It seems reasonable to me that if Ngála is one of Queen Nayári's, "gleaming cities of the South" it is highly likely it would be built on a major watercourse. My speculation is that instead of curving east and then flowing into the gulf, the river instead flowed south west to Ngála and then south to enter the ocean to the west of Point Kuné in hex 2713.
I'm going to do some sketching tomorrow. I have the start of it blocked in, I think, as I rather fancy that Nisuél - seat of the Golden Sunburst Clan IIRC - also has a similar ancient heritage. This is from a period that pre-dates the sákbe roads if I'm not mistaken.
I need to look at the Indus river for inspiration as to what happens to the old riverbed, only in that example the region is much drier and so might not be entirely appropriate...
Tuesday, December 9, 2014
I've been thinking a bit about the fiefs in the vicinity of Lake Vejápa, in particular that island I've plonked down in the middle of the lake. I've intentionally made it so that is always an island whereas the others only become islands for 3 or 4 months of the year.
The above picture of the monasteries at Meteora, in Greece, illustrates something of what I am aiming for, only the rock outcrop is an island. On top would be perched a monastery/temple to Lady Avánthe. My assumption is that this temple would administer a fief centered on the lake.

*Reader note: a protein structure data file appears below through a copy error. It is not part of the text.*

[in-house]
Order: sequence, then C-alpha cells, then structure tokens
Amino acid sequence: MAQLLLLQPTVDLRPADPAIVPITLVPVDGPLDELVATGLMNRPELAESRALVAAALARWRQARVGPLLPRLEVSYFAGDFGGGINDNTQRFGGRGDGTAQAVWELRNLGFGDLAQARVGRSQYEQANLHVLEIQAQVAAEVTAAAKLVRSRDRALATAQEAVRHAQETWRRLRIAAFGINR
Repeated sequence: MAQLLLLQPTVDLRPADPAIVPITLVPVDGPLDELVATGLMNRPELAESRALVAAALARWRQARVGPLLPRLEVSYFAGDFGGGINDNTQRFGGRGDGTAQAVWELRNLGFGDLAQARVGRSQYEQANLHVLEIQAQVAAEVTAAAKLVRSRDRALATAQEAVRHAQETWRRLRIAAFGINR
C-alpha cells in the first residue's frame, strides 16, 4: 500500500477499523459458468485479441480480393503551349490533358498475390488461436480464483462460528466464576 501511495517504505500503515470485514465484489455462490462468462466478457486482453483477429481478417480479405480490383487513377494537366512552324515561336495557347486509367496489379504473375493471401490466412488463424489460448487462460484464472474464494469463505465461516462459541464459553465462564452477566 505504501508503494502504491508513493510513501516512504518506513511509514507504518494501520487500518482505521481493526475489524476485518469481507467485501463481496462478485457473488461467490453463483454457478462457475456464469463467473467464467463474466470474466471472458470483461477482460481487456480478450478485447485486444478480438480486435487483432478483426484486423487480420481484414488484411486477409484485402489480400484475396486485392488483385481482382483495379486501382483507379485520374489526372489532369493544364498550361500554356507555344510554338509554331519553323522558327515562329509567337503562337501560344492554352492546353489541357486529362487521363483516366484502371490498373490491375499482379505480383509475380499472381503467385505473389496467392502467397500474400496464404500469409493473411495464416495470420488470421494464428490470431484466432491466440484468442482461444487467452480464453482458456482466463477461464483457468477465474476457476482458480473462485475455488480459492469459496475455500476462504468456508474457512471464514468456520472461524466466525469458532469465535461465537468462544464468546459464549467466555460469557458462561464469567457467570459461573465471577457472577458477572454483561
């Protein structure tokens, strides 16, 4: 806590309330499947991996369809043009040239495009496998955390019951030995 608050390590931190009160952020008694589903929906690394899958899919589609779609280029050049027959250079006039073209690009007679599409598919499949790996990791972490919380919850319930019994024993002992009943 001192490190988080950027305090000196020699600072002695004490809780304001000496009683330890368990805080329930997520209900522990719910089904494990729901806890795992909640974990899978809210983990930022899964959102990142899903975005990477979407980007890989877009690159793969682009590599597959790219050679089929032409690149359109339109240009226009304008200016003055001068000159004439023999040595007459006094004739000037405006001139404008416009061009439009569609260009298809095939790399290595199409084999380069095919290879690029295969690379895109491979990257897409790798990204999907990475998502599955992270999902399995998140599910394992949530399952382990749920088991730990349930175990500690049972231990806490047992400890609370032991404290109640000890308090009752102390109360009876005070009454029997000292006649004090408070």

Wednesday, December 3, 2014
Here is that large lake that I showed off yesterday. I've given it a name, stolen from I don't know where. OK, I know where...do you? ;-)
The idea is that the lake is around all year but varies considerably in size. When the rains start the channels flowing from the Mssúma river fill and it starts to grow in size. Then the floods come - some years higher than others - and the lake overflows its banks until some or all of the shaded area is inundated. In many areas the water will not be that deep: waist deep and often less than that, but in the central portion the waters could be many meters deep. The white areas are those areas that generally do not get flooded though when those once-in-a-hundred-year rains come, even those areas may see some flooding.
This area will have small villages or clusters of clan houses dotted all across the floodplain. They will typically be up on mounds above the normal flood level, or will be on the shores where it rarely floods. When the water recedes they plant their crops and reap the benefit of the rich soil the rivers sediment provides.
What is on that island in the center of the lake? A monastery? A shrine? Or perhaps that is where the local fief-holder has his seat? Which makes me wonder again about fiefs? How big should they be?